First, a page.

Results 1 to 13 of 13

Thread: successful haul road hunt

  1. #1

    Default successful haul road hunt

    hey guys just got back this afternoon and finally shot my first Caribou...nothing huge but coming from Georgia where we have big dogs for deer a Caribou is something that I've always wanted to shoot. The first two times we went up we tried to get after them with the bow but couldn't seem to get them any closer than 70 yards and I think thats too far to shoot with a bow...so the third time we decided to take the gun and do the 5 mile hike and turns out both my hunting partner and I brought home a Caribou. I think our plan worked pretty good...we packed very light and cross load our gear...we only pack bare essentials....water pump, game bags, gps, one pair of binos, and only one gun this way if we shot somthing we could carry a heavy load out on the first trip. We decided that we would walk back to the truck every night to sleep and get a nice meal for the next days hike so the cut off time to start walking back to the truck was 6:30 and we ended up shooting both Caribou the first day around 4....and starting walk right at 6:30. Then the next day we starting walking around 7 to bag out the rest of the meat and turns out we packed out both caribou in two trips...
    here are the pics

  2. #2
    Member WaterWolf's Avatar
    Join Date
    Jul 2006
    Location
    Wasilla
    Posts
    411

    Default

    Congrats and nice picture.

  3. #3
    Member broncoformudv's Avatar
    Join Date
    Apr 2006
    Location
    Anchorage, Alaska
    Posts
    4,670

    Default

    Nice looking Caribou! Sounds like you and your buddy had a great hunt. Glad the 5 mile hike didn't kick you in the butt too bad!

  4. #4
    Member
    Join Date
    Apr 2006
    Location
    Sterling, AK
    Posts
    177

    Default

    Congratulations,
    my wife and I are headed up next week. Hopefully we'll connect like you guys did for her first caribou. Did you guys cruise the road until you saw some caribou and then start your walk in? or did you just pick a spot and begin the hike? Enjoy that caribou meat, our favorite is steaks cut from the hindquarter cooked rare on the grill with a dab of butter added to the top.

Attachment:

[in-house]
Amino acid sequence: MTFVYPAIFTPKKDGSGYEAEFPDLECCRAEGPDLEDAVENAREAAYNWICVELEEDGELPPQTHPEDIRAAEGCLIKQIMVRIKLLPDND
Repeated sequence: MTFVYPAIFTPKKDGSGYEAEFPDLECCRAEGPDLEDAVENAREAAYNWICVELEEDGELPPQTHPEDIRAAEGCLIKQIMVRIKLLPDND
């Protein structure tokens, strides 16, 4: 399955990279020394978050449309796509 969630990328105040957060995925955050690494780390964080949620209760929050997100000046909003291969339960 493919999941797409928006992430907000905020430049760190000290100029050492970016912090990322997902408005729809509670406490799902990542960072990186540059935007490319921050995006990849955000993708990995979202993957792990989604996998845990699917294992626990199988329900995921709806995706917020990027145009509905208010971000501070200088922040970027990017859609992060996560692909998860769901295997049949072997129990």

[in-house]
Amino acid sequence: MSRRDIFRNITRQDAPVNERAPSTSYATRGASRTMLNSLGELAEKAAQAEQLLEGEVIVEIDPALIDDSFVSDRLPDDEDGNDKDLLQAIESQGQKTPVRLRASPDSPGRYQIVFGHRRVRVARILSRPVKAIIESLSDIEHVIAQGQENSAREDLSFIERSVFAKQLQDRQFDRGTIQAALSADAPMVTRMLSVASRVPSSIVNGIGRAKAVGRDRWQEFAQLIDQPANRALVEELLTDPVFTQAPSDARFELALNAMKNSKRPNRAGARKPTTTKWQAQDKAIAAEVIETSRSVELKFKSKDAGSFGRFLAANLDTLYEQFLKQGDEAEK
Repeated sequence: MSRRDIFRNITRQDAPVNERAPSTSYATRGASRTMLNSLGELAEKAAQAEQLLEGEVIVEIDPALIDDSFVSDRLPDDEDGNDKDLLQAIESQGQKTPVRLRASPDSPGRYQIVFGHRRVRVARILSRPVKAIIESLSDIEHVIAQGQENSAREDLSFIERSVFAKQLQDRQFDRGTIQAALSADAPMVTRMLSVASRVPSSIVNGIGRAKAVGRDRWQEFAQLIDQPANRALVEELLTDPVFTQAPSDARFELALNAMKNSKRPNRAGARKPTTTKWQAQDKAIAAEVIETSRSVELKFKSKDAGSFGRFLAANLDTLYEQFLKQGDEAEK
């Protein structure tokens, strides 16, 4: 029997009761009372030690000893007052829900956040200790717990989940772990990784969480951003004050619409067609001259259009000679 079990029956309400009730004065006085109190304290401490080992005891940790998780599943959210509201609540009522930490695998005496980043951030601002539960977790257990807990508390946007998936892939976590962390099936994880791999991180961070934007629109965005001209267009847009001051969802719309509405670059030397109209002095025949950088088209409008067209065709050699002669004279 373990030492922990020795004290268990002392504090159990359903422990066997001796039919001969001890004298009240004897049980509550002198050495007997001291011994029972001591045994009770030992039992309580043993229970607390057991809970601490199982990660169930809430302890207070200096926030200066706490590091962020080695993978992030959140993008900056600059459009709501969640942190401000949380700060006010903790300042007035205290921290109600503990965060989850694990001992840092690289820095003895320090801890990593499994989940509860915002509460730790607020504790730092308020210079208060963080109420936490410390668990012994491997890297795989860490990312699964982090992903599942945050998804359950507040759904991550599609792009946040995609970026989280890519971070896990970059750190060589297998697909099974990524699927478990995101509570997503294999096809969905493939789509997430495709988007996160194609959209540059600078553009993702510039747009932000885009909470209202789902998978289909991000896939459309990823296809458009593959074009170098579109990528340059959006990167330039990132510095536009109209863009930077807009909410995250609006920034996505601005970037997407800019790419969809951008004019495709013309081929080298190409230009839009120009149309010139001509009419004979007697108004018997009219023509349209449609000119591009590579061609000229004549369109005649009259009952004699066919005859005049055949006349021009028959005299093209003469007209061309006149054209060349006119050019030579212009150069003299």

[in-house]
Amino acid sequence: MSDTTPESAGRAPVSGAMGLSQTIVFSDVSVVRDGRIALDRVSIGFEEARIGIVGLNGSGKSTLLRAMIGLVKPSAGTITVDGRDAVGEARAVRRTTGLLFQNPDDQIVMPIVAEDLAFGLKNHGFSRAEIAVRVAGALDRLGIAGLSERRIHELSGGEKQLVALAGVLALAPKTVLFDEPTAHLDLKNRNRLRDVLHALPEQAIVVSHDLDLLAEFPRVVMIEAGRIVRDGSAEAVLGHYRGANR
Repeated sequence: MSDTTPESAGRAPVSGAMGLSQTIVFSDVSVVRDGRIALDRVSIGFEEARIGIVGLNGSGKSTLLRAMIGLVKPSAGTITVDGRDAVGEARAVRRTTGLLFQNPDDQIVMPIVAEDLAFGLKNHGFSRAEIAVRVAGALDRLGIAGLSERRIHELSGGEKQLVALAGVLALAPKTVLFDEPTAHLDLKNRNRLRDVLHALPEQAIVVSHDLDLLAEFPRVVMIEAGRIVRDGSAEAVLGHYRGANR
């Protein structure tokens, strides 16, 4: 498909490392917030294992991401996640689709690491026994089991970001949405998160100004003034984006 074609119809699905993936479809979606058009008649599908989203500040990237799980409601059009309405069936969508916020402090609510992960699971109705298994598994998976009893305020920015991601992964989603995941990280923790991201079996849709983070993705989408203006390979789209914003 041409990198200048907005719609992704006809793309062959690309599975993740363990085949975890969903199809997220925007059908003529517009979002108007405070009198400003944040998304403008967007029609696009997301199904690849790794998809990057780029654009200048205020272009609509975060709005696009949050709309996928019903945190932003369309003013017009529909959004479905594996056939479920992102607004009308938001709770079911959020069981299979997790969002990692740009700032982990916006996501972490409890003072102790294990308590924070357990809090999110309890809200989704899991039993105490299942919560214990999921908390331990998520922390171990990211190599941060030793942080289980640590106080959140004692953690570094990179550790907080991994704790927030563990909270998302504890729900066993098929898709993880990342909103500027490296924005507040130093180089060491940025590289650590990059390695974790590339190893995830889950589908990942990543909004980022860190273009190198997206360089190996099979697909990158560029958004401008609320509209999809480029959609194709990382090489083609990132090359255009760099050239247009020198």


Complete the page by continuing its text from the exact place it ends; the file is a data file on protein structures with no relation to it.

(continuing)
John

  5. #5
    Member
    Join Date
    Apr 2006
    Location
    All-I-SAW, AK.
    Posts
    1,036

    Thumbs up

    Good job! Looks like the weather held out for ya.

  6. #6

    Default 1st bou!

    Good job bro, you surely earned it! Ain't the north slope GRAND!
    Attached Images Attached Images

  7. #7
    Member
    Join Date
    Jul 2007
    Location
    Wasilla, AK
    Posts
    33

    Default

    What was the temp and conditions (Wx) for the hunt? And the low temp at night. If you did it again would you choose to walk in and out or would you take a tent and stay the night in the field? THX katfish

  8. #8
    Member Alaska Gray's Avatar
    Join Date
    Apr 2006
    Location
    Anchorage, Alaska, United States
    Posts
    4,925

    Default

    Congrats and nice picture. Did you see allot of caribou/ hunters up there?
    Living the Alaskan Dream
    Gary Keller
    Anchorage, AK

  9. #9
    webmaster Michael Strahan's Avatar
    Join Date
    Apr 1999
    Location
    Anchorage, Alaska
    Posts
    5,765

    Thumbs up Nice!

    Nicely done, Richie! Nice to hear from someone who is not afraid to work hard on this hunt. Lots of horror stories here about the five mile death march, but it sounds like you guys did it just fine.

    Congratulations on some fine meat for the winter!